The presence of mercury in water is a grave threat to marine ecosystems. While metal is found in tiny amounts naturally, human activity has increased the occurrence many folds. Cleaning the water from mercury has remained a challenge for a long time, but scientists have developed a sponge that can absorb mercury from water. The study was published in the journal Advanced Functional Materials.
A team of researchers led by Professor Abdennour Abbas at the University of Minnesota College of Food, Agricultural, and Natural Sciences developed the technology. The mercury absorbing sponge is made with the help of nanotechnology, using tools that can absorb even the tiny amounts of mercury that goes undetected. That too in just five seconds. According to the team, the Como Lake in Minnesota, spanning over 280,000 square meters would only need a sponge the size of a basketball to remove all mercury if it reaches the EPA’s limit.
The sponge is made up of low-cost composite polyurethane sponge covered with a layer of selenium. Selenium binds with the mercury and polyurethane breaks it down. The layer of selenium was immensely thin, kept at a nanoscale to create a large surface area for better absorption. Once the mercury from water is absorbed, it is transformed into a biodegradable substance than can be allowed to be thrown into a landfill.
“This is the first technology that can remove mercury totally from water. You just have to squeeze it,” says Professor Abbas
In the state of Minnesota, two-thirds of all the water bodies on the Impaired Waters List are due to mercury contamination. The state is in desperate need of such a technology where state’s health department had to issue strict fish consumption guidelines due to mercury contamination. Some type of fish can not be eaten more than once a month due to high amounts of mercury present in them.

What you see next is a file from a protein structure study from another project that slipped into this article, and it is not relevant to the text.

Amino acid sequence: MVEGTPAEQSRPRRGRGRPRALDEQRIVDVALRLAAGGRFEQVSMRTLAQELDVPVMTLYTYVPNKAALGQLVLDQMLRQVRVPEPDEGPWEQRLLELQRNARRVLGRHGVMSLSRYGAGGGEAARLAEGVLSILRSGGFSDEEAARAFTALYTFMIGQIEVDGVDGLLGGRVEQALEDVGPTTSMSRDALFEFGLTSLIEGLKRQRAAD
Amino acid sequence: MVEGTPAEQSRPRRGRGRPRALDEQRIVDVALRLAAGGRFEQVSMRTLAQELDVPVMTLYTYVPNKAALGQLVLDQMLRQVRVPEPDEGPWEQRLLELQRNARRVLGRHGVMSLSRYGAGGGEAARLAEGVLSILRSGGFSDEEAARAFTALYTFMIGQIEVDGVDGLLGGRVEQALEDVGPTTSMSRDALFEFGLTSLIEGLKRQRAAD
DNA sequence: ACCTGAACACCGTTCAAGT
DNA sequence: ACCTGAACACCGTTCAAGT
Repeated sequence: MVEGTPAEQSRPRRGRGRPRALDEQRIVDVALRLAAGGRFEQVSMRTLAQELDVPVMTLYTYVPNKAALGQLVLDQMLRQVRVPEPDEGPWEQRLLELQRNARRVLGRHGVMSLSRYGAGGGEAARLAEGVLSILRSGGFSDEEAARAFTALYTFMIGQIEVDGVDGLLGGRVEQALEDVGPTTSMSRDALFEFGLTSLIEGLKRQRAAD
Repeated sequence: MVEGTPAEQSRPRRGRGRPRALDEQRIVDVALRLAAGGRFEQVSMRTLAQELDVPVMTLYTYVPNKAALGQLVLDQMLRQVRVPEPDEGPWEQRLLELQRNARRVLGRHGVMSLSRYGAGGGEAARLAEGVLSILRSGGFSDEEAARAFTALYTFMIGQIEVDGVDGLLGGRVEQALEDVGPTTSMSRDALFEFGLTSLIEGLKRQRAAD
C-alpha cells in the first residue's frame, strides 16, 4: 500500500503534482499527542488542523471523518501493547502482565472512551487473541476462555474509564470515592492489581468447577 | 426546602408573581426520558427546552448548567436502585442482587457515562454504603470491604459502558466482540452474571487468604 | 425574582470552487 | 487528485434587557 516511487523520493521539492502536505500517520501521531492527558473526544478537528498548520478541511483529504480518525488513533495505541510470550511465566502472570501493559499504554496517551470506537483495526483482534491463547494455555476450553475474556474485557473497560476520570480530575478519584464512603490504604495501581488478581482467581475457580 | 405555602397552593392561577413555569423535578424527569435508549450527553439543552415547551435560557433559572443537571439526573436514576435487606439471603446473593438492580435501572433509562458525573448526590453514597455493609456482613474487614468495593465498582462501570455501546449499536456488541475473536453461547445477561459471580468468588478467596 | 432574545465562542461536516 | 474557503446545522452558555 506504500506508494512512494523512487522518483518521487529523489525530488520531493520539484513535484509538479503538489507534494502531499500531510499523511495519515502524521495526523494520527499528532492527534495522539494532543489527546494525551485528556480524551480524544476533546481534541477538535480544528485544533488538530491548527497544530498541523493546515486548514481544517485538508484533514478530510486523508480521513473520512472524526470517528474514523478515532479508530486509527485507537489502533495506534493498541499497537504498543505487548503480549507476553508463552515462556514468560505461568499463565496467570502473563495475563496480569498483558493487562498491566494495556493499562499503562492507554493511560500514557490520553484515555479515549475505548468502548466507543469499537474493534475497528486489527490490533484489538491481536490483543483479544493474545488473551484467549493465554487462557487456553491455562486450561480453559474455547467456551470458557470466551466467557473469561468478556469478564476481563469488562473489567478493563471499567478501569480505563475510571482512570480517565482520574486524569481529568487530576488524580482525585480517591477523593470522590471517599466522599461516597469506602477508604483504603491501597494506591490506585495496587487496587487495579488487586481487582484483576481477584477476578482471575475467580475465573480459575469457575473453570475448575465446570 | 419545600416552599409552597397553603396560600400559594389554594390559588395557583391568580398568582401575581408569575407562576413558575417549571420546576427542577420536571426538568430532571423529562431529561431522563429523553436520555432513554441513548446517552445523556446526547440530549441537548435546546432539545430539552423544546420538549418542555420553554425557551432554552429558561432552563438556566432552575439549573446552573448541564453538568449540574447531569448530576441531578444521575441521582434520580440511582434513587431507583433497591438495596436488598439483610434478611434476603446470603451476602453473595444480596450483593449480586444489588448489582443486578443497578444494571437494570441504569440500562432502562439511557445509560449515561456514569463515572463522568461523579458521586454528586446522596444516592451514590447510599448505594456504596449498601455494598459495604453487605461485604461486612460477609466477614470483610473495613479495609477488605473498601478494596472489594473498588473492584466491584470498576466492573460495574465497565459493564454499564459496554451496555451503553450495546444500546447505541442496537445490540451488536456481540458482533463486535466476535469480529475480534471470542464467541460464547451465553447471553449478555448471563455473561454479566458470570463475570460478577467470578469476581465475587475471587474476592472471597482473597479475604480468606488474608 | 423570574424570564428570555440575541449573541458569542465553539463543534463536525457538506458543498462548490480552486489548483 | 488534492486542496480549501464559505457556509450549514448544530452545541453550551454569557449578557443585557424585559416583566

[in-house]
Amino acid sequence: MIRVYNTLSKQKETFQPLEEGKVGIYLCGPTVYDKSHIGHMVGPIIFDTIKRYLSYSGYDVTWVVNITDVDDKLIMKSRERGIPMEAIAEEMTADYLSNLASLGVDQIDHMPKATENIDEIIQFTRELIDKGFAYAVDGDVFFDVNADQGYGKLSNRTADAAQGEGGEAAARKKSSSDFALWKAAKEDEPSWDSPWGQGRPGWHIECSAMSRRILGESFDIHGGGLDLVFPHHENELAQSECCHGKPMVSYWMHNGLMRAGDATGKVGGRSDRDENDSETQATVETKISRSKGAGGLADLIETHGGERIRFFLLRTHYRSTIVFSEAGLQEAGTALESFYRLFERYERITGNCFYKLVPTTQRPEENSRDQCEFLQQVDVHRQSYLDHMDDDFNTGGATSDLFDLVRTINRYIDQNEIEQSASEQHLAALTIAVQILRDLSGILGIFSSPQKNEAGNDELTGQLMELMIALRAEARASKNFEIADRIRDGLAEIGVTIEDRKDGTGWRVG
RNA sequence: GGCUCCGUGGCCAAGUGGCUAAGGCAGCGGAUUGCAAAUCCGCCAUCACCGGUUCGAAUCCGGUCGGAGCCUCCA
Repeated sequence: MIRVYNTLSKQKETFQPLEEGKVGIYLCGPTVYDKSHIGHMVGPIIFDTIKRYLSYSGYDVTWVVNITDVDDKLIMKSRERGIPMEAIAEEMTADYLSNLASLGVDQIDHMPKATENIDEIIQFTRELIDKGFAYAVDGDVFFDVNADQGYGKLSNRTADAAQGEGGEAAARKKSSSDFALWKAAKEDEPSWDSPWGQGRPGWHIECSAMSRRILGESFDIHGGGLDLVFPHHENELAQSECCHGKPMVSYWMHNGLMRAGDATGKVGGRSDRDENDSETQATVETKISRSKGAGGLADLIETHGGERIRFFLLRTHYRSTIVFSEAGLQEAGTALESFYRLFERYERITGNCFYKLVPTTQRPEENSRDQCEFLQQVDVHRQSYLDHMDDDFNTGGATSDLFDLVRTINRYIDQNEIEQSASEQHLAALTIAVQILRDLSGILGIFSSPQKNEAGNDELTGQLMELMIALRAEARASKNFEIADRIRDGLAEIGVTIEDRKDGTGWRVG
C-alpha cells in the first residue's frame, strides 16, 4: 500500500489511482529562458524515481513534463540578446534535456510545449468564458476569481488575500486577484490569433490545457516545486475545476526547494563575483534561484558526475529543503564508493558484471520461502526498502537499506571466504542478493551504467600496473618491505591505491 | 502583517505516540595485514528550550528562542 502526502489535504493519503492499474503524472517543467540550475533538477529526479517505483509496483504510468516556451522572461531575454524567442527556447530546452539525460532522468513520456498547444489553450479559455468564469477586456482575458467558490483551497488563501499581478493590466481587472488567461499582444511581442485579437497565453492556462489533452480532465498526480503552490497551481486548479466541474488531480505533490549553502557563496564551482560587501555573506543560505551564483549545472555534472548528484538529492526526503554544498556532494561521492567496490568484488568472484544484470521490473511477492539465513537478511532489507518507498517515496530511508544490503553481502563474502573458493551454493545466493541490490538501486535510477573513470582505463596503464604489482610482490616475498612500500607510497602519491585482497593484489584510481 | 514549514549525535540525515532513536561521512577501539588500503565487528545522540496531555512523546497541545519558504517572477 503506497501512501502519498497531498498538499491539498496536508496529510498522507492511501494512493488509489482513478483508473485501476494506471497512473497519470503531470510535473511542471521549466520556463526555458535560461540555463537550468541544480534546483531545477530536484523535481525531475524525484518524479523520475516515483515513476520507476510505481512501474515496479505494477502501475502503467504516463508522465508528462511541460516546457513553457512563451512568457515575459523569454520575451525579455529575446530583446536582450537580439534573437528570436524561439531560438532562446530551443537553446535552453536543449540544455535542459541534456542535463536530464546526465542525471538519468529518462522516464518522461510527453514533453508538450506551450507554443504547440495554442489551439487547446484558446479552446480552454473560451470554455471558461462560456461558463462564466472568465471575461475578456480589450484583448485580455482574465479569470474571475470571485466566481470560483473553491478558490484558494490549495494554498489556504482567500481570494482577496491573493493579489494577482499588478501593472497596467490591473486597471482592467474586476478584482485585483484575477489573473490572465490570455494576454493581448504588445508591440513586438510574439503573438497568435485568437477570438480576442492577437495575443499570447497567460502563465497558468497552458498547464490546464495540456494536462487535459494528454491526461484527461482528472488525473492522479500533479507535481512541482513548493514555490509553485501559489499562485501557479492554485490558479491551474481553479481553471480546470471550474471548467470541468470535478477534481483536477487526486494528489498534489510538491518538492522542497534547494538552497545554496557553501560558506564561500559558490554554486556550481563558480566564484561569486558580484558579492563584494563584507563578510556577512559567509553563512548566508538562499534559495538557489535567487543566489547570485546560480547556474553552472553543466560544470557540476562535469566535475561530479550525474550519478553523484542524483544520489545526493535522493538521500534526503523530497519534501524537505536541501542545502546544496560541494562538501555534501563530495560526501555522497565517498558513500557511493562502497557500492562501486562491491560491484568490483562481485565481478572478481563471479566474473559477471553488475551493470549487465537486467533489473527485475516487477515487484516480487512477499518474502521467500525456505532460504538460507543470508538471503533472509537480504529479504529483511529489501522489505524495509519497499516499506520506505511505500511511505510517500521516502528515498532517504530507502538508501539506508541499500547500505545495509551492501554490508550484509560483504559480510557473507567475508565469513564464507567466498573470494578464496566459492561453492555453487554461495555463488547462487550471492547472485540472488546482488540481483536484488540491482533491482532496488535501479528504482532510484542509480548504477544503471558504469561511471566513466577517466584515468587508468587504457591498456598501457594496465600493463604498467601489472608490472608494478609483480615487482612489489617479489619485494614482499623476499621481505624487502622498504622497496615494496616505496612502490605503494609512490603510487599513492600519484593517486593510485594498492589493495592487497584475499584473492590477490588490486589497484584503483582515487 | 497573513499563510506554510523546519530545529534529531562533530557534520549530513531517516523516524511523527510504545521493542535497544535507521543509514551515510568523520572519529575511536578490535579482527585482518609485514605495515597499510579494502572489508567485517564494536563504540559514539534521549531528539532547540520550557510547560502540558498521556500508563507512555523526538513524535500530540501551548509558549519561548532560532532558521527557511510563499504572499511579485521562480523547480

Mercury is not the only pollutant on the list; the team is developing more types of sponges for a variety of contaminants. Phosphorous is another water contaminant that affects the starting algae blooms. The president of the lake quality company Lake Savers, John Tucci who considers the technology as revolutionary says:
“I got very excited about the opportunity to field-test the technology and see how far it can be taken. The degradation of our lakes is happening at such a fast rate that even if we miraculously change our behavior, it’s going to be too late for a lot of water bodies around the world.”
If the technology goes commercial, it will be saving the waters on the entire planet. Dolphins hunted in Japan were found to have dangerously high levels of mercury in 2010. Mercury levels in our oceans have tripled according to a 2014 report. Mercury is known to cause adverse effects in women and young children. High amounts can cause blood vessel damage that may lead to even kidney failure. Exposure to methylmercury is known to cause neurological damage.